By the way, Mr Speaker, did you know I am a military hero! Yes sir; in the days of the Black Hawk war, I fought, bled, and came away– Speaking of Gen: Cass' career, reminds me of my own– I was not at Stillman's defeat, but I was about as near it, as Cass was to Hulls surrender; and, like him, I saw the place very soon afterwards–19 It is quite certain I did not break my sword, for I had none to break; but I bent a musket pretty badly on one occasion. If Cass broke his sword, the idea is, he broke it in de[s]paration; I bent the musket by accident– ^If Gen Cass went in advance of me in picking huckleberrieswhortleberries**, I guess I surpassed him in charges upon the wild onions–^ If Gen: Cass ^he^ saw any live, fighting indians, it was more than I did; but I had a good many bloody struggles with the musquitoes; and, although I never fainted from loss of blood, I can truly say I was often very hungry– Mr Speaker, if I should ever conclude to doff whatever our democratic friends may suppose there is of black cockade federalism about me, and thereupon, they shall take me up as their candidate for the Presidency, I protest they shall not make fun of me, as they have of Gen: Cass, by attempting to write me into a military hero–

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Cass on the Wilmot Proviso
While I have Gen: Cass in hand, I wish to say a word about his political principles– As a specimen, I take the record of his progress on the Wilmot Proviso– In the Washington Union, of March 2nd 1847, there is a report of a speech of Gen: Cass, made the day before, in the Senate, on the Wilmot Proviso, during the delivery of which, Mr Miller, of New Jersey, is reported to have interupted him as follows, towit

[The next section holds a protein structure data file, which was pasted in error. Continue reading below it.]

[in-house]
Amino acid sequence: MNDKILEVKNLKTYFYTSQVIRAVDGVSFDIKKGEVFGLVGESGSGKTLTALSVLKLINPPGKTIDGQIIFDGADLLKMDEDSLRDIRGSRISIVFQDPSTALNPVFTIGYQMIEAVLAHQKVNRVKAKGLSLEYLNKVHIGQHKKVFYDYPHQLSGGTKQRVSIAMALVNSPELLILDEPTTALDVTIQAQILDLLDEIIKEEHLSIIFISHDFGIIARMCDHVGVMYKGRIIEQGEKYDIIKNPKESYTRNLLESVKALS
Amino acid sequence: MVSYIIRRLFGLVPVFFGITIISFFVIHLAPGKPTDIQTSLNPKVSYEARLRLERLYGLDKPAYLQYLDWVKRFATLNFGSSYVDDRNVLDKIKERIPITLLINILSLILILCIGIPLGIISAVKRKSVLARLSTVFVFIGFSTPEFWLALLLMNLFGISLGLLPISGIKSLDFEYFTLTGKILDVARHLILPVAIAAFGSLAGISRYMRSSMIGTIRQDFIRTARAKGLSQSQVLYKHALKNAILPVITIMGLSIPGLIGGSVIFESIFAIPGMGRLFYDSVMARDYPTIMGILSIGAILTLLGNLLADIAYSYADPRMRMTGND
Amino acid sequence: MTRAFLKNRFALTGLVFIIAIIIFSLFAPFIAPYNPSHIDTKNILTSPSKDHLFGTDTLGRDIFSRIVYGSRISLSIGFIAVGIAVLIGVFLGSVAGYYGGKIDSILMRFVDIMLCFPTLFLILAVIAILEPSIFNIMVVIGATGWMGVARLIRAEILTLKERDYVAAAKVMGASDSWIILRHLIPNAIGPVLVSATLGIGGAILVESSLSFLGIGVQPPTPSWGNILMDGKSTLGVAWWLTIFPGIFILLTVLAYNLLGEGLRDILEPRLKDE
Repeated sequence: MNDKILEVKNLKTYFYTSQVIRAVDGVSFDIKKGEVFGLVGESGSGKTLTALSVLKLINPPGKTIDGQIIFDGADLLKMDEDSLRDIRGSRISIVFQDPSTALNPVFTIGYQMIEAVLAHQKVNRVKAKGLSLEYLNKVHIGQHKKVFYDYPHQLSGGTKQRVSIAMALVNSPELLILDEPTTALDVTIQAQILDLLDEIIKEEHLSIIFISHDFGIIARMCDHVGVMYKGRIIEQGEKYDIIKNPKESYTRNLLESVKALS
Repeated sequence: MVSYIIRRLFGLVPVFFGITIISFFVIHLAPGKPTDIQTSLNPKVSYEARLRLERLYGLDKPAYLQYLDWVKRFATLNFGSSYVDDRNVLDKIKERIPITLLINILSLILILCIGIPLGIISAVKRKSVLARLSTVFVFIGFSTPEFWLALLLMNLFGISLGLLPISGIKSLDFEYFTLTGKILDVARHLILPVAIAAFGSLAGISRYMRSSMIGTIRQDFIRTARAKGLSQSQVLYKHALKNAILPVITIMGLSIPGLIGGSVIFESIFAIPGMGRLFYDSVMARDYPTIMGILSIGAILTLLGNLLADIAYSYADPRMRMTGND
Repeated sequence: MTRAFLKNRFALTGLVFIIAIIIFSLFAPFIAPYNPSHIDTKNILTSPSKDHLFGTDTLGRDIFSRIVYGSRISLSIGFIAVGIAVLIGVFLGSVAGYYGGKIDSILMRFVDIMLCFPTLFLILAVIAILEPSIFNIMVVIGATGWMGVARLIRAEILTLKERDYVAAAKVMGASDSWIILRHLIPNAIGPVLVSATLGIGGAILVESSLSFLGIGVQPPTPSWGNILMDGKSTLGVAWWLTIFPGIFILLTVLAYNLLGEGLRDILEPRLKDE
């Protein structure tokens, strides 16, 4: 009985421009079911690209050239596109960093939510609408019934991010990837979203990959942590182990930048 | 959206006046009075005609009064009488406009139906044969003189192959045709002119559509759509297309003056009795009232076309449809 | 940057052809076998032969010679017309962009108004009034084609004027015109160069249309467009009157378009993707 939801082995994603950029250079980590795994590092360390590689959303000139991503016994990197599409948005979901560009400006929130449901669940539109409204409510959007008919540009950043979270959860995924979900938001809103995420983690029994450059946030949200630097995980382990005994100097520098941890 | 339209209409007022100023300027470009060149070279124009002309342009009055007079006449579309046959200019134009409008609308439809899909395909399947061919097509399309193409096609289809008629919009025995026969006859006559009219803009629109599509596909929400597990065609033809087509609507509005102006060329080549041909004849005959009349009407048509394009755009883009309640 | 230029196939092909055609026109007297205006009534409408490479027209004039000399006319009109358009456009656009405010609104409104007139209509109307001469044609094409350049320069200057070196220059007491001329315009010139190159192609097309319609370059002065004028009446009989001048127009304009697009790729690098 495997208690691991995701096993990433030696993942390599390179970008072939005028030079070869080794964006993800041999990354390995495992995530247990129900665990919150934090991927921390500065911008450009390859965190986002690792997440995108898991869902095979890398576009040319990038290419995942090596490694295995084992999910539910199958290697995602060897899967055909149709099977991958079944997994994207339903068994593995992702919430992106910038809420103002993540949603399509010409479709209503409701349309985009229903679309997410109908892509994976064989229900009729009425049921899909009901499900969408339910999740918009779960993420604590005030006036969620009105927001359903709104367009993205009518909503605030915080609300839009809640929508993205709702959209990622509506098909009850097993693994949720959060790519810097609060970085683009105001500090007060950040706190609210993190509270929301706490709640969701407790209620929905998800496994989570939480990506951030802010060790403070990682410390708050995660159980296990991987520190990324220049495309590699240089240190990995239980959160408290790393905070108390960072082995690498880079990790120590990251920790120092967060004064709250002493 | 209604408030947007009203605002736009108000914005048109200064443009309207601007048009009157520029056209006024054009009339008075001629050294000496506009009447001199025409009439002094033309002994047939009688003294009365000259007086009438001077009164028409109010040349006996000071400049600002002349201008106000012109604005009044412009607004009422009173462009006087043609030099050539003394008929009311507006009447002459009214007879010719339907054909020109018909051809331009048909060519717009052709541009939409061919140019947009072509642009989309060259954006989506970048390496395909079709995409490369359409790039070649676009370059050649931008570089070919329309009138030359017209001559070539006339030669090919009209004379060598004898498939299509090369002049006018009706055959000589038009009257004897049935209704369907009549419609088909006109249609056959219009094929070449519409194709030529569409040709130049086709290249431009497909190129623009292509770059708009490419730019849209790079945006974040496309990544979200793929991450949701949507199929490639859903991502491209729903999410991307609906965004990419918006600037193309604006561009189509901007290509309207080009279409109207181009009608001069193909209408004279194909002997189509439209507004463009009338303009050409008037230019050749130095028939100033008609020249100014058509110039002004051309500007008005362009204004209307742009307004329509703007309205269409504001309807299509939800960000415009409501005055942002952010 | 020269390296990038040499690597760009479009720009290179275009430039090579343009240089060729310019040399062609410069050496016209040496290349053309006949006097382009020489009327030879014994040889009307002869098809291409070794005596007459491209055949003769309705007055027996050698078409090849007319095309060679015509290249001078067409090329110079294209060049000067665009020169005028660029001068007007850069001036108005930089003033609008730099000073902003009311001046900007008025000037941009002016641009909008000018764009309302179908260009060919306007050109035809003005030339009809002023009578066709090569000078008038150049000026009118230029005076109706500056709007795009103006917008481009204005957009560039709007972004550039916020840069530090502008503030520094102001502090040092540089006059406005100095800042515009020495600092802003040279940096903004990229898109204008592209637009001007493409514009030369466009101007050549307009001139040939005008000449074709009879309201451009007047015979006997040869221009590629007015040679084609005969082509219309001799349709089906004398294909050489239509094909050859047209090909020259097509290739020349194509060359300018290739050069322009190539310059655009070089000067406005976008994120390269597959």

"Mr Miller expressed his great surprise at the change in the sentiments of the senator from20 Michigan, who had been regarded as the great champion of freedom in the North West, of which he was a distinguished ornament– Last year the senator from Michigan was understood to be decidedly in favor of the Wilmot Proviso; and, as no reason had been stated for the change, he (Mr M.) could not refrain from the expression of his extreme surprise"
To this, Gen: Cass is reported to have replied as follows, towit:
"Mr Cass said that the course of the senator from New-Jersey was most extraordinary– Last year he (Mr C) should have voted for the proposition had it come up– But circumstances had altogether changed– The honorable senator then read several passages from the remarks, as given above, which he had committed to writing, in order to refute such a charge as that of the senator from New-Jersey"
In the "remarks above reduced to writing" is one numbered 4 as follows, towit
"4th Legislation now would be wholly inopperative, because no teritory hereafter to be acquired can be governed, without an act of congress providing for its government– And such an act, on it's passage, would open the whole subject, and leave the congress, called on to pass it, free to exercise it's own discretion, entirely uncontrolled by any declaration found on the statute book"21
In Niles’ Register, Vol. 73, page 293, there is a letter of Gen: Cass to A. O. P.**Nicholson, of Nashville, Tenn. dated Decr[December] 24th 1847, from which, the following are correct extracts—

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"The Wilmot Proviso has been before the country some time. It has been repeatedly discussed in Congress, and by the public press– I am strongly impressed with the opinion that a great change has been going on in the public mind upon this subject—in my own as well as others; and that doubts are resolving themselves into convictions, that the principle it involves should be kept out of the national legislature, and left to the people of the confederacy in their respective local governments" * * *
"Briefly, then, I am opposed to the exercise of any jurisdiction by Congress over this matter; and I am in favor of leaving the people of any teritory which may be hereafter acquired, the right to regulate it themselves, under the general principles of the constitution; Because
1– I do not see in the constitution any grant of the requisite power to congress; and I am not disposed to extend a doubtful precedent beyond it's necessity—the establishment of teritorial governments when needed—leaving to the inhabitants all the rights compatable with the relations they bear to the confederation–"22